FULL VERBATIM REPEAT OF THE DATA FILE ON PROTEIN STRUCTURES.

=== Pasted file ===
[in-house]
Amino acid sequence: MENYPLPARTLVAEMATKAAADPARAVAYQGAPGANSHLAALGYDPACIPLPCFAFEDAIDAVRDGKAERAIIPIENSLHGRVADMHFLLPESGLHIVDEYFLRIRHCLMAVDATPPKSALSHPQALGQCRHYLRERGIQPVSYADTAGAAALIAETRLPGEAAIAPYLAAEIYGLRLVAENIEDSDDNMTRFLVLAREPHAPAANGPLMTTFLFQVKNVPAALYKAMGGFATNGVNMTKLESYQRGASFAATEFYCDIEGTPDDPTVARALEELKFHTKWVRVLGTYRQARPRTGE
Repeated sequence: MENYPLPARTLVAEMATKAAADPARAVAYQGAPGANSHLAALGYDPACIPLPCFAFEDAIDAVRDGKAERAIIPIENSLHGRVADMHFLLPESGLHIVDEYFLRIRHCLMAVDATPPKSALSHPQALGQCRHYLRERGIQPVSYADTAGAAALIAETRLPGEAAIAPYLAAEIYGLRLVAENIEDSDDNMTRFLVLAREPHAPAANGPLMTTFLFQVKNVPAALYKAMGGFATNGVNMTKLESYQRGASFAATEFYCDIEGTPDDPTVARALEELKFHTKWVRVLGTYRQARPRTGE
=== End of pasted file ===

[in-house]
Amino acid sequence: MENYPLPARTLVAEMATKAAADPARAVAYQGAPGANSHLAALGYDPACIPLPCFAFEDAIDAVRDGKAERAIIPIENSLHGRVADMHFLLPESGLHIVDEYFLRIRHCLMAVDATPPKSALSHPQALGQCRHYLRERGIQPVSYADTAGAAALIAETRLPGEAAIAPYLAAEIYGLRLVAENIEDSDDNMTRFLVLAREPHAPAANGPLMTTFLFQVKNVPAALYKAMGGFATNGVNMTKLESYQRGASFAATEFYCDIEGTPDDPTVARALEELKFHTKWVRVLGTYRQARPRTGE
Repeated sequence: MENYPLPARTLVAEMATKAAADPARAVAYQGAPGANSHLAALGYDPACIPLPCFAFEDAIDAVRDGKAERAIIPIENSLHGRVADMHFLLPESGLHIVDEYFLRIRHCLMAVDATPPKSALSHPQALGQCRHYLRERGIQPVSYADTAGAAALIAETRLPGEAAIAPYLAAEIYGLRLVAENIEDSDDNMTRFLVLAREPHAPAANGPLMTTFLFQVKNVPAALYKAMGGFATNGVNMTKLESYQRGASFAATEFYCDIEGTPDDPTVARALEELKFHTKWVRVLGTYRQARPRTGE